A Journey Home

Often the target is bed, or lunchtime. Bed, if I arrive home late from Heathrow and don’t even bother to do anything downstairs, but simply keep walking, through the door and straight up the stairs in front of me.  From flight to flight.  From landing to landing.

Or lunchtime, if it’s been an early start, probably from somewhere in Europe, and the management want to get us back in Britain before 12, so not to pay an extra half-day’s fee.

Or there are the long-haul flights, where the determining factor is the departure time. That way, an 11am departure from Shanghai, the 12-hour journey minus the 7-hour gain, flying with the sun, will have us landing shattered and dishevelled at 4 in the afternoon. Shattered, dishevelled, dazed and confused, light-headed, heavy-lidded; it’s a resilient long-hauler who lands in London with none of these conditions.

Heathrow is my London airport of choice, when asked where I’d like to fly from, and fortunately it’s the airport most often chosen by orchestras.  By everyone, in fact. Gatwick is obviously the second busiest airport in Britain, and it handles 30 million less passengers than Heathrow each year.  Charles De Gaulle airport is the 2nd busiest in Europe; still 10 million fewer than Heathrow.  Heathrow is an awesome place, and I hate that word.

But my thought of a journey home is often this: that at some point, wherever in the world I’m flying from, I was at one point static. I started from still. I was in a single place, usually bed, but sometimes a bar, but stationary, then slowly, then with increasing speed I started moving towards home.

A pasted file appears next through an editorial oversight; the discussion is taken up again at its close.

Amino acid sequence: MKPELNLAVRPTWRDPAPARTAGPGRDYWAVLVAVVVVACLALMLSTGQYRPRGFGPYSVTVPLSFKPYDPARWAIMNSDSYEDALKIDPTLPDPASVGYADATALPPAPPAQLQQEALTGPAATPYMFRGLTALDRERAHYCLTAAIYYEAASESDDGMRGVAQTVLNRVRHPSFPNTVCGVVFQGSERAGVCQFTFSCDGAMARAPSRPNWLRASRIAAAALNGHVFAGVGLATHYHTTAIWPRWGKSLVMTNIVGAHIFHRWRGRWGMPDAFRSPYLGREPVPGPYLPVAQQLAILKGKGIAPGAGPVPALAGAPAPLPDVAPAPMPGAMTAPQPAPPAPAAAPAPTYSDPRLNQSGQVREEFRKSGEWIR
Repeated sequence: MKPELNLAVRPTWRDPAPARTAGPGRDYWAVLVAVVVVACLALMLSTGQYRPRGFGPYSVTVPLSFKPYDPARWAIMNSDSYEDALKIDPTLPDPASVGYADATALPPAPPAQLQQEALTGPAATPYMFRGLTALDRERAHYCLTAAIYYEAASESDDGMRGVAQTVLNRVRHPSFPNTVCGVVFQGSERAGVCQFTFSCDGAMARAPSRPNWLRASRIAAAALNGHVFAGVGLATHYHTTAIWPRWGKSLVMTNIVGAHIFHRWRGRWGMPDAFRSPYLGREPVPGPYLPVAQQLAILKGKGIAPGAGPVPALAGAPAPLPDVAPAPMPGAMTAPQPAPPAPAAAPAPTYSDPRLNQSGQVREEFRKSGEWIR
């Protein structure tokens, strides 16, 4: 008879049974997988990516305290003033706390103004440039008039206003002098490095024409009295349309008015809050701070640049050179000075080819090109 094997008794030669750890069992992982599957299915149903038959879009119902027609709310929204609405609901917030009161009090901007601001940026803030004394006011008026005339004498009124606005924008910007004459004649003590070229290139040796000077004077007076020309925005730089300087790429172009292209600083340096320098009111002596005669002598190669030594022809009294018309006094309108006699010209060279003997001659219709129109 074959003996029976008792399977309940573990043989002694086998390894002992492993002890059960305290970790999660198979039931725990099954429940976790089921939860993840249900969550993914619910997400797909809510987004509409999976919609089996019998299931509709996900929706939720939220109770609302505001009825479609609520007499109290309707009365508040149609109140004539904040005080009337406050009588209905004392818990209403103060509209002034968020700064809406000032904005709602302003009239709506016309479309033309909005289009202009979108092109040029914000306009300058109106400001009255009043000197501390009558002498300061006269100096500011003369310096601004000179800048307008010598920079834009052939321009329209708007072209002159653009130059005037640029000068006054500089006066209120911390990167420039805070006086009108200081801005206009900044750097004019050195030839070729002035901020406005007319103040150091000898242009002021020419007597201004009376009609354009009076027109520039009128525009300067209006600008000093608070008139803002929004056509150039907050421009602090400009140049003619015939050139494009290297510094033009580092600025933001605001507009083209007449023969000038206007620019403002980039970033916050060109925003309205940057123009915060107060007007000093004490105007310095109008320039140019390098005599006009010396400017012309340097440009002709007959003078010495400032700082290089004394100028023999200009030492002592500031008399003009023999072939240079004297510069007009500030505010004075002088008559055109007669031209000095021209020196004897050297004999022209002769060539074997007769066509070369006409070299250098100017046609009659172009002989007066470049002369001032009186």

As if I was a dot on a screen, with my home a dot 10,000 miles away, my dot imperceptibly came to life, and millimetered its way towards the other dot. My dot got out of bed, or left its seat in a pub or restaurant, and edged towards a bus or taxi, which then moved slowly to an airport, and soon after that the speed greatly increased as the dot took flight and started its faster path across the screen.

Also, when the screen dot starts moving, there’s the low, cartoon whirring sound of something starting up, perhaps the first turn of the handle of a wind-machine, or a slow string glisssando, winding up from a single static scrunch; the world starts to turn.

A good example recently: I was sitting at a table with tutor colleagues in a remote Italian restaurant in a tower-block estate on the outskirts of Warsaw. Sitting at the table with my after-work beer, this was my static moment.  All very comfortable. The taxi arrived outside, and getting up from the table, the dot started to move…

And after any journey home, when I finally reach the front door, or my own bed, whatever my final stop is, the initial static, unmoving dot seems a long, long way away.

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